That sounds great, John, but then where are we going to lift our bestiaries from?
The Shin Megami Tensei series of RPGs has been gradually making headway in the West ever since Nocturne marked its local debut in 2004. (What? “Revelations“? Never heard of it.) Nocturne was only the second direct sequel in the series, but the brand’s various spin-offs outnumber the “real” games something like twenty to one. Amazingly, Atlus USA has seen those translated, too; albeit in notoriously scarce print runs, every offshoot from Devil Summoner to Avatar Tuner has been made available to a small audience appreciative of deep demonological gameplay and sterling localization.
Which is why it’s so weird that Megami Tensei Online: Imagine, one of the few exceptions, is being brought over not by Atlus but “Aeria Games & Entertainment,” a small-time MMO publisher that seems to get around Blizzard’s genre dominance by pushing a dozen of the things at a time. And while it’s cool that they’re bringing more Megaten out of Japan, their sense of syntactic grace compared to Atlus is, uh…somewhat lacking.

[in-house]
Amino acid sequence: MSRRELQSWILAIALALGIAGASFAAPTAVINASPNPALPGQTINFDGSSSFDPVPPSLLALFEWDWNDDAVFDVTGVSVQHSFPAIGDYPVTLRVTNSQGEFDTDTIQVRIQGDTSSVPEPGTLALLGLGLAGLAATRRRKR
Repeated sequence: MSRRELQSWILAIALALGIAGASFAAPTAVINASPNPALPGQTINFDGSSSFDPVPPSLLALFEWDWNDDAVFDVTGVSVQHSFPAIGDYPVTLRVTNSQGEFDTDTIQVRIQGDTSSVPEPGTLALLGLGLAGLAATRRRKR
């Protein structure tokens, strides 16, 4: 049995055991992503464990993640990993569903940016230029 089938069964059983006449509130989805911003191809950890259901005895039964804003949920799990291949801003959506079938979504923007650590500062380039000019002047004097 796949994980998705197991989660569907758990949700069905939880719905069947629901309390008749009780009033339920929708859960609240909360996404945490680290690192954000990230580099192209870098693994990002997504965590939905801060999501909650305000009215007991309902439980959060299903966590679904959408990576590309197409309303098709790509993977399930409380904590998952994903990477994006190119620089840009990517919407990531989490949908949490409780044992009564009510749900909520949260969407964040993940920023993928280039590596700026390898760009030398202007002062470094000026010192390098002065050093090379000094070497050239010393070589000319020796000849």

[[image:nn_080916_imagine_01.jpg:The motion of ”sexual harassment” suit:center:0]]
To a fan of the series, the text is especially catastrophic in its interpretation of standard terms like the Cathedral of Shadows (here spun out to the painfully literal “Heresy Mansion House”). For a more popular example, just picture a Final Fantasy game featuring “Shido” instead of Cid and “Magic Law Rock” instead of Magicite.
Aeria is apparently based in California, making their tenuous grasp on English even curiouser, but at least they posted a public plea for help shortly following the announcement. Even if they end up with zealous otaku working out of dictionaries, I don’t see how it could make things much worse.